Keeping Christmas Merry and Holy

How can parents maximize holiday experiences to pass on spiritual truths to their families?

December offers times ripe for talking about the Lord. The original derivation of the word holiday comes from the words holy day. We can seize opportunities all around us for recognizing Christmas as a holy holiday.

1. Lead your family in singing Christmas songs.

My wife and I love Christmas music. One easy way to instill an appreciation for them into your family is to use them devotionally in family worship. During the holidays, introduce one song a week. Print off the words or copy the music from a hymnal and pass them out after supper on Sunday or Monday. Each day at a family meal take time to talk about the truths in the song. Use one of the many resources available that tell the stories behind hymns. Sing the hymn or carol as a family several times that week.

2. Make a prayer garland.

Gather some red and green construction paper. Cut out twenty-four strips. As a family, choose twenty-four people and ministries for whom you want to pray. Write one prayer target on each strip. Using a stapler, make a garland and hang it on your Christmas tree or in the family room. Once a day, let the children take turns tearing off a prayer strip and leading your family in prayer for that person or ministry. One year our family sent notes every day to the recipients. Your children will anticipate tearing off their strips.

3. Practice the art of celebrating.

Lead the way in rejoicing and celebrating this festive season. Don’t be a Grinch; be a celebrator! Get excited as the family picks out a Christmas tree and decorates it with lights and ornaments. Turn on the Christmas CDs and fill your home with music. Bring home little treats of candy or small gifts to share with your family through the month. May the walls of your house ring with laughter and good cheer.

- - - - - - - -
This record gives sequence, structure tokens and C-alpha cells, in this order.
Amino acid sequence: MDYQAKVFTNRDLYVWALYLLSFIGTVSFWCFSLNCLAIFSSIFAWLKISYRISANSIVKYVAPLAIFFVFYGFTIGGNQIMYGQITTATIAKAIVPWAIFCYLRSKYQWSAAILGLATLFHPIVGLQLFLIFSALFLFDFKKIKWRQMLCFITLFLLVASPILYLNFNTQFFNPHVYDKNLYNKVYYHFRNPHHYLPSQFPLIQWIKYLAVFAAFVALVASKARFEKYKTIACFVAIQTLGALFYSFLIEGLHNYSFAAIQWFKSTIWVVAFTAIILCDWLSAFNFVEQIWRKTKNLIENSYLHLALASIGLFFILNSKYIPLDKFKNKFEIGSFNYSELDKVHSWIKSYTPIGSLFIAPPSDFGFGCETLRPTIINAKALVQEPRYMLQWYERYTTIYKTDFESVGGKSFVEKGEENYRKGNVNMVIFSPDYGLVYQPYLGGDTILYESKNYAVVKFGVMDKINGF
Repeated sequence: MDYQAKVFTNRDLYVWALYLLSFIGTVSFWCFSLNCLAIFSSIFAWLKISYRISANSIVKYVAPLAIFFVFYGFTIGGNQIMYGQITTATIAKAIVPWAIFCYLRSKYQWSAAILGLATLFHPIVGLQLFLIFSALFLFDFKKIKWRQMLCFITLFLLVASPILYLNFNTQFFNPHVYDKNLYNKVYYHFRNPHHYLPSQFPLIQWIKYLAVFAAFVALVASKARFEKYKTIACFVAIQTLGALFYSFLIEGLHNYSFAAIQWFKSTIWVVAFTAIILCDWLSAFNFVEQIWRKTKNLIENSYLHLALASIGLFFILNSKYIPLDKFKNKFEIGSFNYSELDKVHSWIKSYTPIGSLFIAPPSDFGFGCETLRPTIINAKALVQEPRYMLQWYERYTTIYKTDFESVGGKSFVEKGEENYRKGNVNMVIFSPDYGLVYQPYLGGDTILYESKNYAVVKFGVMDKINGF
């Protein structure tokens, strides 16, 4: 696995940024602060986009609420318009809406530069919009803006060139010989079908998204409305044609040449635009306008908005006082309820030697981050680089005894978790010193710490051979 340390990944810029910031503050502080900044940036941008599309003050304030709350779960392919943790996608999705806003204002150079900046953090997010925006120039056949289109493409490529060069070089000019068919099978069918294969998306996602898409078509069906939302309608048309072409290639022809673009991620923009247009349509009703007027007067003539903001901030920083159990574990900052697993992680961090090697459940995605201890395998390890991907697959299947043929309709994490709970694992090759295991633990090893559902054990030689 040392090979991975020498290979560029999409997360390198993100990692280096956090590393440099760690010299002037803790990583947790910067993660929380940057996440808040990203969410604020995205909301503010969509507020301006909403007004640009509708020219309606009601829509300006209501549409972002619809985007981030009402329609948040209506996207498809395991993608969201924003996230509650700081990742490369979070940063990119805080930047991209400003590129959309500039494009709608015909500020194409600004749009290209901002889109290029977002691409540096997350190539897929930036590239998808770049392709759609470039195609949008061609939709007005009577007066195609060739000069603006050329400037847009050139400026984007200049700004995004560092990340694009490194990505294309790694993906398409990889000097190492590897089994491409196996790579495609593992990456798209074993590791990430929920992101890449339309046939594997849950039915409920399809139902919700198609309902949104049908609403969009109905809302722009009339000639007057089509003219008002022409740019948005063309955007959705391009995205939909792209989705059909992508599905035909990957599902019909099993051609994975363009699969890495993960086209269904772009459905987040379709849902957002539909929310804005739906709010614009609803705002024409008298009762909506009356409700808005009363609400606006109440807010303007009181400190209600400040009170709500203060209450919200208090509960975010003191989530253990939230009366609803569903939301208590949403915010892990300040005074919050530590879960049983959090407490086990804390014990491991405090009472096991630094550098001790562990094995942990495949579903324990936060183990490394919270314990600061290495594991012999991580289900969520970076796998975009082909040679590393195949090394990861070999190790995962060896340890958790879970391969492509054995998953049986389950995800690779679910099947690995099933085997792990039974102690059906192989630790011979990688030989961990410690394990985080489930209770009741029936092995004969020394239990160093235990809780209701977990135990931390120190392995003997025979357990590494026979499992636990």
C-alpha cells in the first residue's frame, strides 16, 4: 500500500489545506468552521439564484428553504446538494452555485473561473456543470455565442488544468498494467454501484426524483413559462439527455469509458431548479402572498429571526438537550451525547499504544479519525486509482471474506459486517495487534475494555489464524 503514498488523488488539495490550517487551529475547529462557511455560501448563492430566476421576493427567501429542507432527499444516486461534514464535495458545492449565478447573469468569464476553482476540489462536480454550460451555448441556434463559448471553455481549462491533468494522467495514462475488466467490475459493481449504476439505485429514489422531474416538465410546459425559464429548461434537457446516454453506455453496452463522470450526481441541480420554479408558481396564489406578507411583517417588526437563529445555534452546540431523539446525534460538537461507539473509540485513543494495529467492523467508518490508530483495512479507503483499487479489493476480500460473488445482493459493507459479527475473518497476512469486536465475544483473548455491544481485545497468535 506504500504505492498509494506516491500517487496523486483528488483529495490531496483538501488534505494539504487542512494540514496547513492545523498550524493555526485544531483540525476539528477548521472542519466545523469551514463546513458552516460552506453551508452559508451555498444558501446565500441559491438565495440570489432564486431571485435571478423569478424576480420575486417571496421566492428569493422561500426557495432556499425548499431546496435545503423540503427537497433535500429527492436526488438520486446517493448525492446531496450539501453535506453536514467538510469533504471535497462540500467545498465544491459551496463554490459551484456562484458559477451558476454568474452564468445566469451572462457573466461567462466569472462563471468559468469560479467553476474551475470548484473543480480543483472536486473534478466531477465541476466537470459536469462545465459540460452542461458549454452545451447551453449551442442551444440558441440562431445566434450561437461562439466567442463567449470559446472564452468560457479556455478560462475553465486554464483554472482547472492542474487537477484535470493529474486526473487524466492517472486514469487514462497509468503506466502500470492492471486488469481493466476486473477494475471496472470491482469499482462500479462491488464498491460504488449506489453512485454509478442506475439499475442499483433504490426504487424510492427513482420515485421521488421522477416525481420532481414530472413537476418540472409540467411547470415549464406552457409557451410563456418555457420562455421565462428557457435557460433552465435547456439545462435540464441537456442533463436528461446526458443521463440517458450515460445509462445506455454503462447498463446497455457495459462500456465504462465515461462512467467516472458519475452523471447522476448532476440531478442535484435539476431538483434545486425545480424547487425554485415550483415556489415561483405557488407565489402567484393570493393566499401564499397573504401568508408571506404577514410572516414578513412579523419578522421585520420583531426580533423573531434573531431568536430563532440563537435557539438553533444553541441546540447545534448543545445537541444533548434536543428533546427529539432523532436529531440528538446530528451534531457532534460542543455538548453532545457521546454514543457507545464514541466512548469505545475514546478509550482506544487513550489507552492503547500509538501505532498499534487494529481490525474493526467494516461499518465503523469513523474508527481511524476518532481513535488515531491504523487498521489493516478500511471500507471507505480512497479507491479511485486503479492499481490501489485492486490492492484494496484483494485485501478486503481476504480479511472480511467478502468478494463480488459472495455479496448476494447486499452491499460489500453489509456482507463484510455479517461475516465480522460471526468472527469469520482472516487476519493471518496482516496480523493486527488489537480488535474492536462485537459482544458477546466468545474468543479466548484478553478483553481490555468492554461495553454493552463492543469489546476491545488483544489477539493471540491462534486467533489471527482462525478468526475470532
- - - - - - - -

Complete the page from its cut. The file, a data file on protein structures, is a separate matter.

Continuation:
John Ortberg so rightly said, “If we don’t rejoice today, we will not rejoice at all. If we wait until conditions are perfect, we will still be waiting when we die. If we are going to rejoice, it must be in this day.”[i] 

4. Share with others.

Sharing characterized the festivals of the Jews. God instructed them to make allowances for the servants, poor, and foreigners that were “within your gates” (Dt. 16:11). Today in our holidays we too can share:

  • Give gifts to each other and people outside of your family in the spirit of generosity.
  • Teach small children to either make or purchase small gifts for their siblings.
  • Invite someone to your home to share in a meal. Look for a widow, widower, or student far away from home.
  • Make a financial gift as a family to a missions agency or missionary family.

5. Read the Scriptures and pray together at home.

I believe the most powerful method the Lord has given parents to influence their children is through the simple practice of family worship. In our sophisticated, high-tech age, we may be tempted to forget the spiritual potency of opening the Bible, reading it to our families, and leading them in prayer. God made it very simple: pick up the Word of God, share it with our families, and lead them to the throne of grace.

Opportunities abound during the holidays to teach our children spiritual lessons. Let’s be on the alert to impact our families for the Christ of Christmas.

[i] John Ortberg, The Life You’ve Always Wanted: Spiritual Disciplines for Ordinary People.

Rhett Wilson

Dr. Rhett Wilson, Sr., is the Senior Writer for the Billy Graham Evangelistic Association in Charlotte, North Carolina. Rhett, a freelance writer and editor, also pastored churches and taught Bible at a university. The Wilsons like playing board games, exploring waterfalls, and they look forward to March Madness every year. For Fun, Rhett reads legal thrillers, watches adventure movies, and listens to country music. Access his website at and his blog at

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